Defendants found not to use trademark as registered

Argentina
In Old Navy (ITM) Inc v Chirazi (April 28 2011), the Federal Court of Appeals has upheld a decision of the first instance court in which the latter had ordered co-defendants Rafael Chirazi, Favio Chirazi and Ginotex SA to cease using the trademark OLD NAVY and to pay plaintiff Old Navy (ITM) Inc Ps50,000 (approximately $12,000) as compensation for damages. The court also dismissed the defendants’ counterclaim requesting the cancellation of Old Navy’s registration for the trademark OLD NAVY.
 
Old Navy brought suit against the co-defendants, requesting that they cease using the trademark OLD NAVY and seeking compensation for damages (Court Docket 5163/04). The co-defendants counterclaimed for the cancellation of Old Navy’s registration for OLD NAVY on the grounds that it was confusingly similar to their YACHTING OLD NAVY mark.
 
Ginotex had owned a registration for YACHTING OLD NAVY (together with a dolphin device) for products in Class 25 of the Nice classification, which was later assigned to co-defendants Rafael Chirazi and Favio Chirazi. The Chirazis failed to renew the registration and, shortly after the registration lapsed, they reapplied for the same mark. Old Navy, which has owned the trademarks OLD NAVY in Class 25 since 1994, and OLD NAVY (with oval design) in Class 25 since 1997, opposed.
 
When examining the co-defendants’ use of the trademark acquired from Ginotex, the court highlighted that, instead of using the mark as registered, the co-defendants had introduced changes which rendered the mark similar to Old Navy’s mark. It was shown not only that they used the mark OLD NAVY within an oval, but also that they did not use the dolphin device. Furthermore, they had used their trademark together with English words (ie, ‘medium’, ‘small’, ‘American L’ and ‘for export’) to promote the belief that their products were imported. Therefore, the way in which they used the trademark YACHTING OLD NAVY was very close to Old Navy’s registered trademark.
 
Moreover, the 7,700 pieces of clothing seized following a court order had labels bearing the oval device (white letters against a blue background) of the OLD NAVY mark, and the term ‘yachting’ was negligible. Further, the cardboard labels included with the pieces of clothing bore the oval device in blue and white, which was characteristic of the plaintiff’s OLD NAVY mark. Finally, in the invoices issued by the company owned by the Chirazis, the plaintiff’s trademark and oval logotype could be seen, and the term ‘yachting’ was written in an extremely small type font.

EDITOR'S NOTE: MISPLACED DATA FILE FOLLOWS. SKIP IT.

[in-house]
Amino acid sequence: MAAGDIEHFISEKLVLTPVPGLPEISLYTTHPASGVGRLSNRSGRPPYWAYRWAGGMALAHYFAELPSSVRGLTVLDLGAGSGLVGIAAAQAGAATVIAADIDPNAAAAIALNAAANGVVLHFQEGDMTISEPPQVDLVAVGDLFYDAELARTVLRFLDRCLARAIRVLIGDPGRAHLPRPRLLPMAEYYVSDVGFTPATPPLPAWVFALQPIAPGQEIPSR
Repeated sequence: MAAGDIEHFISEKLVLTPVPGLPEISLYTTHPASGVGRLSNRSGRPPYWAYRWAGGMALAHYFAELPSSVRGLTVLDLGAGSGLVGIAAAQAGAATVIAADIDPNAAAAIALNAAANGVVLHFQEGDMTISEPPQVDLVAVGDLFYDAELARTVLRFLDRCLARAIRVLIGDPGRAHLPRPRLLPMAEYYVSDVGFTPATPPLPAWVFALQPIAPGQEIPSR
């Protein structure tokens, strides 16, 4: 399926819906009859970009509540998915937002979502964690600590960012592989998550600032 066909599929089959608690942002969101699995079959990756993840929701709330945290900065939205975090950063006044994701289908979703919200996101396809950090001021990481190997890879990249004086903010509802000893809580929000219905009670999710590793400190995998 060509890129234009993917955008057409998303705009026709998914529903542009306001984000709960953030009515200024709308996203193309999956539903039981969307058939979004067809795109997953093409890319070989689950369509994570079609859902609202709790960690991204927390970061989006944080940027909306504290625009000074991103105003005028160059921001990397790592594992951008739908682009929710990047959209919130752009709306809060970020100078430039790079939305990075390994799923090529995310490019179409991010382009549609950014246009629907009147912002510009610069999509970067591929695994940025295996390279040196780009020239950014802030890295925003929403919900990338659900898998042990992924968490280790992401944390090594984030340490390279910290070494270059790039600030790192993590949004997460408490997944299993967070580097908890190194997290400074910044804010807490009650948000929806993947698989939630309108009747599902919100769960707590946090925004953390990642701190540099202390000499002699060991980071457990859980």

Based on the foregoing, the court held that the co-defendants intended to mislead consumers and profit from Old Navy’s reputation.
 
Regarding the counterclaim for cancellation of the trademark OLD NAVY, the court pointed out that the registration for YACHTING OLD NAVY had lapsed in 2007 and had not been renewed. Therefore, there was no basis for the counterclaim. Moreover, even if it was deemed that the co-defendants’ re-application for the same mark amounted to renewal, the trademarks at issue were not confusingly similar: the co-defendants’ mark consisted of three words, while Old Navy’s mark consisted of only two, and the devices were different. It was also proved that the OLD NAVY mark had been extensively used by a significant client base.
 
Finally, the court upheld the amount of damages awarded by the lower court. In the court’s opinion, the co-defendants’ actions did not constitute normal exercise of their rights, and the way in which they used their mark showed bad faith. 
 
Fernando Noetinger, Noetinger & Armando, Buenos Aires

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